There seem to be several options for aircraft R&D regarding cleaner fuels for the time when fossil fuels are no longer economically viable.

Some of these include:

  • Algae. A drop-in fuel. These fuels are being used and developed in co-operation with the USAF. They have had several successful test flights.
  • Batteries. Doesn't seem viable at this stage.
  • Nuclear reactor on board. Doesn't sound safe.
  • Hydrogen. This wiki page says they could be built by 2020. That's only a year away now...

I've found a few examples of test prototypes & flights using fuel mixtures that improve emissions and gasoline consumption, but are there any commercial aircraft in development, with an expected launch date that utilize 100% renewable energy?

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    $\begingroup$ Please do not confuse energy sources with energy storage. Rechargeable batteries and hydrogen are storing energy. Charging batteries or producing hydrogen with electric power that is generated from fossil fuels to replace fossil fuel is counterproductive. $\endgroup$
    – bogl
    Commented Oct 30, 2018 at 13:43
  • $\begingroup$ zunum.aero $\endgroup$
    – abelenky
    Commented Oct 30, 2018 at 14:02
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    $\begingroup$ I wouldn't call a nuclear reactor a renewable energy source... $\endgroup$
    – Bianfable
    Commented Oct 30, 2018 at 15:04
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    $\begingroup$ @Bianfable: Certainly a nuclear reactor can be renewable. See "breeder reactor" for details. Now hydrogen, OTOH, is (in current implementations) about as far from renewable as you can get. $\endgroup$
    – jamesqf
    Commented Oct 30, 2018 at 18:18
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    $\begingroup$ Not commercial, but I'm surprised no one's mentioned the Solar Impulse in the comments yet. It's 100% solar, has circumnavigated the world, and ...sounds pretty miserable to fly. theguardian.com/environment/gallery/2016/jun/23/… $\endgroup$
    – esmail
    Commented Nov 2, 2018 at 14:33

3 Answers 3


Contrary to one clause of your question, there are a number of battery-electric light aircraft (or what the USA calls "light sport" class) in development, with prototypes flying. This includes both fixed-wing conventional types with single or multiple electric powered propellers, and "drone" style craft using what amounts to thrust hover with electric powered propellers. Flight time is limited, but better with the fixed wing types -- enough so that I'd call an electric motor glider a very feasible design.

Hydrogen has limited usefulness, for the same reasons it doesn't work well for cars: it's technologically difficult to store enough for reasonable range. Either extreme pressure, extreme cold, or a chemical storage method that limits the rate at which you can draw fuel are reqired.

A submarine type nuclear reactor was operated aboard a modified B36 in the 1950s -- the project, intended to lead to a strategic bomber with a flight time of weeks or months, was dropped due to lack of need as well as cost and safety concerns (most of the safety concerns, such as "roll-up" explosions, were later resolved or found to be overblown). This kind of power isn't "fully renewable" anyway -- fission fuel must be mined, it isn't grown.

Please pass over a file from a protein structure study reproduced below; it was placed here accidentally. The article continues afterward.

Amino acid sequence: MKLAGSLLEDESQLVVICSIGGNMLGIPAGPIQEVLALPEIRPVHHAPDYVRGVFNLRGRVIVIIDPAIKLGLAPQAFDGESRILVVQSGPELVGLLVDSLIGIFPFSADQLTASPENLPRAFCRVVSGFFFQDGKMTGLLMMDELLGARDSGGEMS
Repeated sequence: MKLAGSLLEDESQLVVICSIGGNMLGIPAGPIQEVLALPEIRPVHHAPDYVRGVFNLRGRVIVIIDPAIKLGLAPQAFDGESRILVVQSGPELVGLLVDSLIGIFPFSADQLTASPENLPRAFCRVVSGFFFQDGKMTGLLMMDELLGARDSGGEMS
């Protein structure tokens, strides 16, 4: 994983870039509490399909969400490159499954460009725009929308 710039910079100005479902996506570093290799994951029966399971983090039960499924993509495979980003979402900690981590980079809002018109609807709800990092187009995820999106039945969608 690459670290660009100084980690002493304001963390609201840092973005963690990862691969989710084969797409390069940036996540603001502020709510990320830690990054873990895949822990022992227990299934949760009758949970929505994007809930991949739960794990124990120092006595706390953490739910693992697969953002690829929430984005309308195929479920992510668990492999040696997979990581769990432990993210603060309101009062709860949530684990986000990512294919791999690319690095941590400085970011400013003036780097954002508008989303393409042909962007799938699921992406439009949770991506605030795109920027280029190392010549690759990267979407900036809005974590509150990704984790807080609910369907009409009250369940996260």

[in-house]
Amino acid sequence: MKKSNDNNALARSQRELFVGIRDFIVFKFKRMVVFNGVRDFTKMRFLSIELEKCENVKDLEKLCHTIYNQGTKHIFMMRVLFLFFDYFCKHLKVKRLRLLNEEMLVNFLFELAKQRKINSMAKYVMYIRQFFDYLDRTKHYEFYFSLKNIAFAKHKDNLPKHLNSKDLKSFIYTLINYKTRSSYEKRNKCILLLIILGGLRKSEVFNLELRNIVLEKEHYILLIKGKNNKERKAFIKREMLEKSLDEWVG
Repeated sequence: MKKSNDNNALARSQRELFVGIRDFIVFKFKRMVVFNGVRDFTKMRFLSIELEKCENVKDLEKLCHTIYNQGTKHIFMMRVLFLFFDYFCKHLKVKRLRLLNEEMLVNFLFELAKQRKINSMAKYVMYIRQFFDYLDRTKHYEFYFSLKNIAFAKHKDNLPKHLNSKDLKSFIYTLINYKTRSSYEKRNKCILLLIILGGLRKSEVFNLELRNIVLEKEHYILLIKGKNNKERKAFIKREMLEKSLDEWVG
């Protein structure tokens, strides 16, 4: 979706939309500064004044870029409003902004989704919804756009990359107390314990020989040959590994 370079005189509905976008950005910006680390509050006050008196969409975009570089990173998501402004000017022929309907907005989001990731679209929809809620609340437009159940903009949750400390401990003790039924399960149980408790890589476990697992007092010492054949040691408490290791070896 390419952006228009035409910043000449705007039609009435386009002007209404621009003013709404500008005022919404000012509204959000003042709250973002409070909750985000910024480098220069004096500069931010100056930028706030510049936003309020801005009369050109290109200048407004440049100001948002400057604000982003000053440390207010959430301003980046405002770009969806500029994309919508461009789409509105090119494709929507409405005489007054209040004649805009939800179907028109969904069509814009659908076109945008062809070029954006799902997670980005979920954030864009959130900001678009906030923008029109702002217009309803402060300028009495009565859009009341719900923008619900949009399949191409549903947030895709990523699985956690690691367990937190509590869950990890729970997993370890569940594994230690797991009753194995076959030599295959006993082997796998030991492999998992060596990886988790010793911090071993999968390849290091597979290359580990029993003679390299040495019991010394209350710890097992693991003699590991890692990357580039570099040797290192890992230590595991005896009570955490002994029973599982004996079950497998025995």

Algae fuels, as drop-in replacements for kerosene, may have some usefulness, but there are storage issues (hard to stockpile something that can mold or rot) -- as you note, however, testing is in progress, and we'll know in a few years.

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    $\begingroup$ Comments are not for extended discussion; this conversation has been moved to chat. $\endgroup$
    – Federico
    Commented Oct 31, 2018 at 6:54
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    $\begingroup$ Algae fuel is basicly vegetable oil, could be mixed with diesel for storage. $\endgroup$ Commented Nov 3, 2018 at 3:54

Yes, there are projects to power the jet engines by oil from plants: canola (rapeseed), coconuts and soybeans. This fuel is also cleaner (less sulfur) and even freezing point (-47 degrees C) is acceptable.

While not an immediate certified replacement, these oils can work as jet fuel without radically re-designing the engine. Some refining technology and suitable engines are under development.

Planes with piston diesel engines could also probably run on this fuel.


Batteries are indeed more feasible then you give them credit for. For short hop flights they are actually within reason:


...the added benefit of electrifying the Orkney Islands flights is that there's an abundance of renewable energy, especially wind energy, already on the grid in the area.

Though replacing the jet fuel burned by small island-hopping planes in a remote part of the world may seem like a drop in the bucket in efforts to reduce emissions, starting small is often a path to thinking big. If the shortest flights in the world can be flown successfully, gradually longer and longer commercial electric flights may someday be attempted.

Norway is also setting a goal of entirely electric-powered short-haul flights by 2040: http://www.bbc.com/future/story/20180814-norways-plan-for-a-fleet-of-electric-planes


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